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Amazon is now an unstoppable stock

A company in its prime is becoming a ‘perfect’ technology investment

Amazon.com has long been the poster child for a fast-growing but money-losing tech firm. But it might be time to rethink this view.

Amazon AMZN, +1.60% just delivered a smashing earnings report last week, its second in a row. Although the profits were meager at just $79 million, or 17 cents a share, analysts were expecting Amazon to run in the red last quarter as it has so many times before. The top line was equally impressive, as sales soared 23% to $25.4 billion, trouncing forecasts.

But the reason to like Amazon doesn’t involve just these past two earnings beats, or the 60%-plus head of steam that shares have built since April.

The real reason to be a believer in Amazon stock is that the company is increasingly becoming the perfect technology stock, validating the bulls and turning away the arguments of the bears at every turn.

Here are just points in favor of Amazon, even after its stock has near-doubled so far in 2015:

1. AWS is for real: It’s hard to overstate the influence of Amazon Web Services, the fast-growing cloud computing arm of Amazon, in this recent bull run. Numbers have been consistently impressive, with the most recent quarterfeaturing $2.09 billion in sales over $1.17 billion in the previous period for 79% year-over-year growth. The icing on the cake was an amazing operating profit of $521 million for the segment — neck-and-neck with the $528 million in operating income from North America e-commerce. With numbers like these, it’s impossible look at AWS and not get excited.

2. Amazon gets serious about Wall Street: Cynics will say Jeff Bezos & Co. only offered up info on Amazon Web Services because they knew numbers would impress — but that in itself is a marked change from the Amazon of old, which could care less about what investors thought. Taken in conjunction with recent moves to wind down ill-advised hardware efforts including the Fire Phone — a project which, by many reports, was close to the heart of Bezos himself — it is reasonable to think Amazon is getting serious about how Wall Street views the company. That’s ultimately a plus for investors, to whom market sentiment is quite important.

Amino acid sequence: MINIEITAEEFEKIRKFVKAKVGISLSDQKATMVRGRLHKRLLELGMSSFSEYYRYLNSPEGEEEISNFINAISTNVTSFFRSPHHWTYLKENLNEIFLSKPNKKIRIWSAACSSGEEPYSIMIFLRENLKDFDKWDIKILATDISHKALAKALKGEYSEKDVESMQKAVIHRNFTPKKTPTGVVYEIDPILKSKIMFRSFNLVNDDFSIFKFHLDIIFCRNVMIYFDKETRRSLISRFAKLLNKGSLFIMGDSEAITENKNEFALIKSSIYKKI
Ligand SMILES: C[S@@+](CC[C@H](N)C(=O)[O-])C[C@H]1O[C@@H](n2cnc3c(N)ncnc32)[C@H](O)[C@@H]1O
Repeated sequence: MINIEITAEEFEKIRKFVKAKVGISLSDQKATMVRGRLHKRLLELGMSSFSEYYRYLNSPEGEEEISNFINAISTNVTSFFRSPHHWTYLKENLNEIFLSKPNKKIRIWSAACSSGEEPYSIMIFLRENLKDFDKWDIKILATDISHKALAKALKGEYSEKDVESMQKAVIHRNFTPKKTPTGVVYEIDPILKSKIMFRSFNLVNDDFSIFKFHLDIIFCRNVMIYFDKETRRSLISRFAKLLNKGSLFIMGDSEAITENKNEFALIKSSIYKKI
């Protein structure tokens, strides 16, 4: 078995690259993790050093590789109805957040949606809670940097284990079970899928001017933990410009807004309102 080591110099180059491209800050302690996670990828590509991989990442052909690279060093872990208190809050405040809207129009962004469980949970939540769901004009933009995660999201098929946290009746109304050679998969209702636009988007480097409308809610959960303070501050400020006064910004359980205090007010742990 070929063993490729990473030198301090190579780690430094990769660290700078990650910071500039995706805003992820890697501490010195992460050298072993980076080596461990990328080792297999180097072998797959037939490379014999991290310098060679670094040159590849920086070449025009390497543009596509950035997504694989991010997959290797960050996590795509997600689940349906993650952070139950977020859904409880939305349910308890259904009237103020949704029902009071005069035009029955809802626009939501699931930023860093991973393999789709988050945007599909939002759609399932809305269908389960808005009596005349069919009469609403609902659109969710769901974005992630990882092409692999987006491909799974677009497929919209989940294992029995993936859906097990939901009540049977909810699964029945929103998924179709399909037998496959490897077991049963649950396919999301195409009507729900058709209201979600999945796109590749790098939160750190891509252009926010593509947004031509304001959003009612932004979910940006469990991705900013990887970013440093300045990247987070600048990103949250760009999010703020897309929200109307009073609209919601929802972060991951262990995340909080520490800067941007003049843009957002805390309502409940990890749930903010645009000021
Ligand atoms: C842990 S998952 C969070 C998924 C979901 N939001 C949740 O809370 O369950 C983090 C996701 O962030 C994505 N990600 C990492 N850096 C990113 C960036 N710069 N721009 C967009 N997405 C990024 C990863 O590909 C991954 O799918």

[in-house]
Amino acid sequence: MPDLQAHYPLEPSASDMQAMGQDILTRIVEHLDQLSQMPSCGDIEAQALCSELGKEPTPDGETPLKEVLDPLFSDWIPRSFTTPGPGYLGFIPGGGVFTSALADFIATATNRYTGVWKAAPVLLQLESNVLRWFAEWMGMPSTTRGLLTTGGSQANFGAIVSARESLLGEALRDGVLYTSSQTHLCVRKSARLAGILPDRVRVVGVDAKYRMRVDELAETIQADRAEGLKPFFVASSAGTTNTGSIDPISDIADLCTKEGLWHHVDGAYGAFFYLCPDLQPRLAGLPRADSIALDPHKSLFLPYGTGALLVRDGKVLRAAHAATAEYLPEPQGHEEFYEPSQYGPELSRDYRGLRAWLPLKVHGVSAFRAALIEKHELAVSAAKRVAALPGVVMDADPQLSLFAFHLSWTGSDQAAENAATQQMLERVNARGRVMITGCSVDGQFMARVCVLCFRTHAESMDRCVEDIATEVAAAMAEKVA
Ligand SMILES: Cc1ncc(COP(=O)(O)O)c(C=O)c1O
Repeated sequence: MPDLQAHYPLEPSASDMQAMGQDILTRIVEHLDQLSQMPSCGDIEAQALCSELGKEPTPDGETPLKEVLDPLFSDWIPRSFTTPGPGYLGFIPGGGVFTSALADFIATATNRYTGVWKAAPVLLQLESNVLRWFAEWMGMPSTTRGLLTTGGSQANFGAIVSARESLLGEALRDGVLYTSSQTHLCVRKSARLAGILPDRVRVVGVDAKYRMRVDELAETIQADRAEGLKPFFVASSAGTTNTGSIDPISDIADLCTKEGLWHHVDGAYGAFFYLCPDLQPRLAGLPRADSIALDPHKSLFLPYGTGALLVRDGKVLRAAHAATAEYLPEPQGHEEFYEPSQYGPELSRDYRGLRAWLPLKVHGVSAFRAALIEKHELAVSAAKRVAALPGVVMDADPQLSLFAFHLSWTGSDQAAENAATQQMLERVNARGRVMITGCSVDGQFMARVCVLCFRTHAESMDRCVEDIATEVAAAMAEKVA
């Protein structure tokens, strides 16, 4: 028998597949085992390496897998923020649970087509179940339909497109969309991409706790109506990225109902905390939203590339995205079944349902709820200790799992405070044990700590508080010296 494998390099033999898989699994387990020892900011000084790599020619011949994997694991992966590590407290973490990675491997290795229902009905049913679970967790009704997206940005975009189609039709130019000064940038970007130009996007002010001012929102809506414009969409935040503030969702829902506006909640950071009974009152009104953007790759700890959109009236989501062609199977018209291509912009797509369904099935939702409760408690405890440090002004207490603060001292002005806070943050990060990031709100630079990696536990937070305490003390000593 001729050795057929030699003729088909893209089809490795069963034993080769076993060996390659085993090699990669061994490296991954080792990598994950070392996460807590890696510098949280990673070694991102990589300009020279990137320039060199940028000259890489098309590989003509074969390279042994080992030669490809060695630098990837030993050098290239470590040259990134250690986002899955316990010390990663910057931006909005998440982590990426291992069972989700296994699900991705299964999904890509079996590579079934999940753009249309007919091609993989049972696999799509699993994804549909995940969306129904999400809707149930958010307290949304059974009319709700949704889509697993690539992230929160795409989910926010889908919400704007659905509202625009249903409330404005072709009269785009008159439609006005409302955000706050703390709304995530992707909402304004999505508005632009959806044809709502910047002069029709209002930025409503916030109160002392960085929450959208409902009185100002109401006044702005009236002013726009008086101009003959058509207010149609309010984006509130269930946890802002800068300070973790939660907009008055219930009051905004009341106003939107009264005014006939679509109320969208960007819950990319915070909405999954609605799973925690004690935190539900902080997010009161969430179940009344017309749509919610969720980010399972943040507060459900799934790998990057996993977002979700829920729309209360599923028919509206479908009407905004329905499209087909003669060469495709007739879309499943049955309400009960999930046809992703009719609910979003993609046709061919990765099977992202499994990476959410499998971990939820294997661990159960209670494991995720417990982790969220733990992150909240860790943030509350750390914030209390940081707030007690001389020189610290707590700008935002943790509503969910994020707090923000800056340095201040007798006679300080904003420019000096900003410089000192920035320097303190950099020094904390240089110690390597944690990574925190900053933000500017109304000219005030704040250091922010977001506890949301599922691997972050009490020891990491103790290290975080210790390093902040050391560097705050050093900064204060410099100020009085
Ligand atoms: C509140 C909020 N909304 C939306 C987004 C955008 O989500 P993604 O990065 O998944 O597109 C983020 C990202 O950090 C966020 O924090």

3. Margins are material: Along the same lines, Amazon seems committed to profitability — and not just because we saw two quarters in a row of operations in the black. Details show gross margins are a big focus lately, and profits are moving higher as a result. Take the all-important AWS segment, which even in its early life is seeing brisk margin expansion and not just top-line growth; operating margins were 25.0% based on third-quarter numbers vs. 21.4% in the second quarter, and just 8.4% gross margins a year prior. North American e-commerce did see margins slip sequentially from 5.1% in the second quarter to 3.5% in the third quarter, but profitability alone is impressive when compared with the operating loss for this segment a year ago.

4. Amazon is optimistic: If Amazon can recreate these positive e-commerce margins in the all-important holiday quarter and marry that with yet another increase in AWS profitability, it’s off to the races. And that’s the biggest reason to be bullish of all, given that guidance for the fourth quarter was strong and the company is optimistic about the current quarter. Specifically, Amazon predicted sales of $33.5 billion to $36.75 billion, up between 14% and 25% from last year, while operating income was given a wide range, from $80 million to $1.28 billion, compared to $591 million in the fourth quarter of 2014. Not only were those in line with or above previous estimates, but it’s worth noting that Amazon tends to hit the higher end of its ranges — particularly lately. Hitting or surpassing those ambitious targets would be a big deal.

5. Few growth options: At the end of the day, the recent profitability and buzz about AWS validates what has long been the bull case for Amazon — namely, that this is a tech powerhouse that will be a big part of how the economy of the future works. That statement was appealing in previous years, but it’s particularly important to investors in 2015 as broader earnings remain challenged and there is increased talk of a coming recession in the U.S. that will weigh down many stocks. With so few growth options out there, investors are willing to pay a premium for growth, which ultimately means more buying sentiment for Amazon versus other stocks.

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